For years now Angela Merkel’s opponents have prophesied a “Känzlerdämmerung”, a “twilight of the Chancellor”. There were several false dawns: Merkel survived both the Euro crisis and the backlash to her welcoming refugee policy in 2015. But this time, the critics are right. Germany’s famously durable and adaptable leader is truly on her last legs.
Merkel announced today at a press conference in Berlin that she will not run for another term as leader at the CDU (Christian Democratic Union) party conference in December. Nor will she run for another term as chancellor. Nor will she take any European office in the future. After the next federal elections, planned for 2021, Merkel’s time in politics is over.
Merkel does intend to remain chancellor for the rest of her term – even though she had previously said that party leadership and the chancellorship belong hand in hand. (In 2004, her predecessor, SPD chancellor Gerhard Schröder, gave up his role as party chairman and briefly kept the top job – until he lost a vote of confidence in German’ s parliament the next year.) However, it’s not Merkel’s views on the ideal configuration of the party leadership that will determine how long she lasts.
With the parties that make up Germany’s governing “grand coalition” losing votes with each passing week, it’s unclear how long this government can muddle through. CDU MPs already had surprised political Berlin in September by voting out Volker Kauder, a Merkel ally who had been the leader of the party’s group in the Bundestag. Change is afoot. What is now officially Merkel’s final term could well be over before 2021.
The immediate trigger for this partial resignation was yesterday’s election in the state of Hesse. Merkel’s CDU lost nearly half of the voters who backed it in 2013, scoring 27 per cent, its worst result there since 1966. “The cold hard numbers are bitter,” Merkel told journalists. That poor result follows the recent election in Bavaria, where Merkel’s sister party, the CSU, suffered massive losses at the hands of the Greens and the far-right AfD, as did her coalition partner, the SPD. The entire slide began when both the CDU and the SPD lost votes to smaller rivals in the 2017 federal elections.
This is the state of Germany’s big-tent parties in 2018. They are keeping their grip on the levers of powers in Berlin, but voters are making it clear in surveys and at the ballot box that they want something new. Something more left-wing, or right-wing, or environmentally-friendly, or just plain different.
Merkel pointed to the poor work of the Berlin coalition as the main reason for the poor result in Hesse. Formed as a fall-back option after talks between the CDU/CSU, Free Democrats, and Greens collapsed, this government has been dogged by infighting, in particular CSU chairman Horst Seehofer’s frequent attacks on Merkel’s refugee policy. “The image that the Federal Government is presenting is unacceptable,” Merkel said, and it was time to “open a new chapter”.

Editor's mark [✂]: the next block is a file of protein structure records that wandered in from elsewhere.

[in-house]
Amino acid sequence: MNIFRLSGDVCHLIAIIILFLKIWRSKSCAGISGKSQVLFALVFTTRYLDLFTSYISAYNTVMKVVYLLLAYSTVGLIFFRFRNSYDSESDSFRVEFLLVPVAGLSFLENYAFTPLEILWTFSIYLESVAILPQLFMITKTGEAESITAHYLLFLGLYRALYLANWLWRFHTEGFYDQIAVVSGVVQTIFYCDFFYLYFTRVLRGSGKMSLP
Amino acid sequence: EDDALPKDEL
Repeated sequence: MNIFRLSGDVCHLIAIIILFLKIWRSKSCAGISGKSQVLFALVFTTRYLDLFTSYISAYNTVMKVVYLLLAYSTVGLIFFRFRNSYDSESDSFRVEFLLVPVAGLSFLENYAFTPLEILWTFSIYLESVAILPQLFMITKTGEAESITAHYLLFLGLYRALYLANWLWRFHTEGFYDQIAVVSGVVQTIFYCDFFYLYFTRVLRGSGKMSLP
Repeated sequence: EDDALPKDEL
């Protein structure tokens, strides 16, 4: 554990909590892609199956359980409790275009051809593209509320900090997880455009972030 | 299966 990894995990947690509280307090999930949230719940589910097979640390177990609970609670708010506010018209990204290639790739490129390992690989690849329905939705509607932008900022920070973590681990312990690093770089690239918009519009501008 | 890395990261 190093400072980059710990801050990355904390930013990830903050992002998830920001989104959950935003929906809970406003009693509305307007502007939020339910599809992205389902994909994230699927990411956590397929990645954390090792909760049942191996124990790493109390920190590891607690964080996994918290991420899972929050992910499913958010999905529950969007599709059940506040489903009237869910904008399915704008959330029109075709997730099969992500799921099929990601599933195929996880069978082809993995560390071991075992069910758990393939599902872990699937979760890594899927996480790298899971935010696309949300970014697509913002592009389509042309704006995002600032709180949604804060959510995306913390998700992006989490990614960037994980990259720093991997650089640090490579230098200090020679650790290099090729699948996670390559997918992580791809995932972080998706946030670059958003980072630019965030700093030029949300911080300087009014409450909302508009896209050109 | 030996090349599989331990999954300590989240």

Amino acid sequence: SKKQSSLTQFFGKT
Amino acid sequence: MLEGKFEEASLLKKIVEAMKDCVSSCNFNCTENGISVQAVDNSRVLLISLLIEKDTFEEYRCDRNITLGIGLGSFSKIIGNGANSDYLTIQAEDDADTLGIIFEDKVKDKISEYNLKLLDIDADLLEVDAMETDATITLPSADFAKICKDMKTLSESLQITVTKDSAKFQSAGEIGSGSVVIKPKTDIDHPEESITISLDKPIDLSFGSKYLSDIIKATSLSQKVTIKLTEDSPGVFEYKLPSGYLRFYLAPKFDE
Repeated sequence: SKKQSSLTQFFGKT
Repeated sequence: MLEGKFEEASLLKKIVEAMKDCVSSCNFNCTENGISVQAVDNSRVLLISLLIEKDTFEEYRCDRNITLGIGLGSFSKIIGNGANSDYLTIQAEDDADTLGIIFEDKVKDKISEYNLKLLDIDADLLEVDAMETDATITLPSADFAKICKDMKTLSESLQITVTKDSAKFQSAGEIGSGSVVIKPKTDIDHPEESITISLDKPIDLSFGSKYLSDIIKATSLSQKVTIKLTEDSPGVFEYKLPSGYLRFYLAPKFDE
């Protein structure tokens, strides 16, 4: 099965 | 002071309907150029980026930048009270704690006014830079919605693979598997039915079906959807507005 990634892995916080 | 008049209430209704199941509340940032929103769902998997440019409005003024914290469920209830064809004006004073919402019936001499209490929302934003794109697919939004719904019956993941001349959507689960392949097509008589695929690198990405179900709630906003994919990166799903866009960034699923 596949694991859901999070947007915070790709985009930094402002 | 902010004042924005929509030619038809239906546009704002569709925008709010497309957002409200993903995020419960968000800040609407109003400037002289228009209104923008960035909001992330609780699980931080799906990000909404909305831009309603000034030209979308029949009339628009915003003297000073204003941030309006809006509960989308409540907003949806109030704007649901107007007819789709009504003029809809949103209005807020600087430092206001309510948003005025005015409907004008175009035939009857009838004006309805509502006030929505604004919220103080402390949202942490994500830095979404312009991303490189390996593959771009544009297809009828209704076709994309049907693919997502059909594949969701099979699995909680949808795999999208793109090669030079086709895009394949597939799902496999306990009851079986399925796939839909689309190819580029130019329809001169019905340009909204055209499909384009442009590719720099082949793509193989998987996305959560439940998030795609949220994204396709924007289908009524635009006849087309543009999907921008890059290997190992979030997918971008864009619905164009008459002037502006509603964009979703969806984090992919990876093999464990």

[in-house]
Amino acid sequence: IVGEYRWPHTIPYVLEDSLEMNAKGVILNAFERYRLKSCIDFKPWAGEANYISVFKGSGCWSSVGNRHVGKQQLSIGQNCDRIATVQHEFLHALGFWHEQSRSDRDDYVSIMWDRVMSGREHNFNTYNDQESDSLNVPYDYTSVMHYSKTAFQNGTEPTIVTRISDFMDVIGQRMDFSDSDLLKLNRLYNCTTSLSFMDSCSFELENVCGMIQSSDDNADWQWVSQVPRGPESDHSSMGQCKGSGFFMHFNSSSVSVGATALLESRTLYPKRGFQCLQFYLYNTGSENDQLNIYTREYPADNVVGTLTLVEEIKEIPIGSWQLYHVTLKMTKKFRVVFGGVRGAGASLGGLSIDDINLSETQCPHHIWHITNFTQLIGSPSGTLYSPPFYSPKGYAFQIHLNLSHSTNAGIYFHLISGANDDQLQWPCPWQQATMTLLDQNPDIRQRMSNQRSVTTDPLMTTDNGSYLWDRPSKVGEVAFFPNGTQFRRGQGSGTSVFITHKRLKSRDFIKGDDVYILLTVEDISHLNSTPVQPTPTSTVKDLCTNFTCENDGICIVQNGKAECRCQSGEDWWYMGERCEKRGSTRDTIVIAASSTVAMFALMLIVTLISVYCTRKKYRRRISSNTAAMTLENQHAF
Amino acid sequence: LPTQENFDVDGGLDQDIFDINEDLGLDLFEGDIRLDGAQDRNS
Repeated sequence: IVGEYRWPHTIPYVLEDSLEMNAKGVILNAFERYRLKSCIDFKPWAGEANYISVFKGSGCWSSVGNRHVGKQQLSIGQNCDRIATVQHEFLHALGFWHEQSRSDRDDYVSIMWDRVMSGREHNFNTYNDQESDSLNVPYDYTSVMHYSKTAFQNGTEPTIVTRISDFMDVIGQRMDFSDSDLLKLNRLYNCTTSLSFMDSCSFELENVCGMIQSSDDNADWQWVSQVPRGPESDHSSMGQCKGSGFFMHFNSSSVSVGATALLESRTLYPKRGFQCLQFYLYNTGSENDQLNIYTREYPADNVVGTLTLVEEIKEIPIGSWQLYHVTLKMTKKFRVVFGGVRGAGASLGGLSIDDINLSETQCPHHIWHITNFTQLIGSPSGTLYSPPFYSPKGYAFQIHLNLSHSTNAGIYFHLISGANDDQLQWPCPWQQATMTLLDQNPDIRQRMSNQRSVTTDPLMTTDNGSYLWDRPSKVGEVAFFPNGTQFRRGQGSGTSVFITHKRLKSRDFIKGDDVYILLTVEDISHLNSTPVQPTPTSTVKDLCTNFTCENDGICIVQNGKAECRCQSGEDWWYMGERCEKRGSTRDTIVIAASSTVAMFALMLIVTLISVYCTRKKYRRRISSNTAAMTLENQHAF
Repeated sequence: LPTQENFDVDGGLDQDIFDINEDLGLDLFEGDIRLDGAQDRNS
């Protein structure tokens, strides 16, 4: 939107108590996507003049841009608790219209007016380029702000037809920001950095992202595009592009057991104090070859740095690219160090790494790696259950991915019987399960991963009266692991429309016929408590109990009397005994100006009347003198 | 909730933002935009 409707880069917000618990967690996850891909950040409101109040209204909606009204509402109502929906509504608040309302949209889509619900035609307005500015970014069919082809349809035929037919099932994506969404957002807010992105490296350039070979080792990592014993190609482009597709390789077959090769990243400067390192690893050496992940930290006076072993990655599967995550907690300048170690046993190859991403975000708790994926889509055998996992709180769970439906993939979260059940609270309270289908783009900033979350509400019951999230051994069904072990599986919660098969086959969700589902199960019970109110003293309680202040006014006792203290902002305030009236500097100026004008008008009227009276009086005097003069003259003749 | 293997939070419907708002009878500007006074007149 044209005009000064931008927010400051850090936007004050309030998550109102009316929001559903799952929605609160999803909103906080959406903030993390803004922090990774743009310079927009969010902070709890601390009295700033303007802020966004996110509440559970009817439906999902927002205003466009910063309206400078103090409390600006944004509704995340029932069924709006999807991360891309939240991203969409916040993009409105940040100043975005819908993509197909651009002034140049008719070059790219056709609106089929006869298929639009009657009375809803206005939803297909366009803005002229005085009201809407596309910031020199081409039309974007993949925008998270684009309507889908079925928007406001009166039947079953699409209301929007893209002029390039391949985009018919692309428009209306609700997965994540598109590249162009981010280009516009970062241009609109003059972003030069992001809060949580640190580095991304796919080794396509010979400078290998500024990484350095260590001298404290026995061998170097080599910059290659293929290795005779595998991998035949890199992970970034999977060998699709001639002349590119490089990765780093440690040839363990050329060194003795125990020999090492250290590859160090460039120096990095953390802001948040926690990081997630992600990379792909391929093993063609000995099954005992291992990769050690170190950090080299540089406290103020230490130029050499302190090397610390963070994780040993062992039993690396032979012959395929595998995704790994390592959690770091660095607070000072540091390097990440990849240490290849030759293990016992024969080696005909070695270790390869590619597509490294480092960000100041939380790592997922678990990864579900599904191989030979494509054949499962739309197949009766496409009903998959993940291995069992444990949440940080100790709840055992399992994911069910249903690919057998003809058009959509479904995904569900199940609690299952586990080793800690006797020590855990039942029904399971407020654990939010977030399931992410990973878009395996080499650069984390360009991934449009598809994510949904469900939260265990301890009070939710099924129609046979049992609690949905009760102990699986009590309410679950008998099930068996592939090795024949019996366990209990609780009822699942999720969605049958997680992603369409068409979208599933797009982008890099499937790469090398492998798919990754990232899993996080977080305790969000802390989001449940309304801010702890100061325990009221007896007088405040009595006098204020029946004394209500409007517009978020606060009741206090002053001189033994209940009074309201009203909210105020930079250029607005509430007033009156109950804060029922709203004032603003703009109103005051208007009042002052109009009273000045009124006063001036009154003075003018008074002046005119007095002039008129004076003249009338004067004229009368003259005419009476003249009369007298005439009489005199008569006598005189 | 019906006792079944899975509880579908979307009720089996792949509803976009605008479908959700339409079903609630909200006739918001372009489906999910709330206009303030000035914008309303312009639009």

In fact Merkel spoke quite forcefully by her standards, admitting that, after Hesse, Berlin “can’t just move on the daily agenda” and that this election was a “turning point”. According to journalist Robin Alexander of the conservative daily Die Welt, CDU leaders appreciated Merkel’s decision when they heard of it just before the press conference, giving her a standing ovation. In a way, this is a brave decision that takes back some initiative and could allow her to have more influence on the next chapter.
But brave or not, this was the starting gun for the race for the CDU crown. Both allies and critics are stepping up to replace her. Among the critics, Health Minister Jens Spahn stands the best chance. The sharp, ambitious 38 year-old has been carefully building his profile, presenting himself as a new, more conservative face for a party that Merkel has led to the centre in recent years. He would jump at the chance to lead the CDU into the next election. There’s also Friedrich Merz, a former leader of the party’s Bundestag group who Merkel pushed aside during her rise to power in the early 2000s. Merz would be a blast from the past – he is currently the supervisory board chairman of Blackrock Germany, the asset manager.
Merkel refrained from taking sides at the press conference, but if she had her way Annegret Kramp-Karrenbauer would get the job. The 56 year-old CDU General Secretary has served as the chancellor’s right-hand woman since 2018, when she left her post as prime minister of the state of Saarland. She belongs to the party’s centrist wing, and her pragmatism and attention to detail will remind many voters of Merkel. The German press often praises her for being down-to-earth and unpretentious.
The race is wide open. Merkel told Germans today that the CDU is in a “period of possibility.” The only sure thing is that she won’t be around for all that much longer.
Noah Gordon is an editor at Berlin Policy Journal.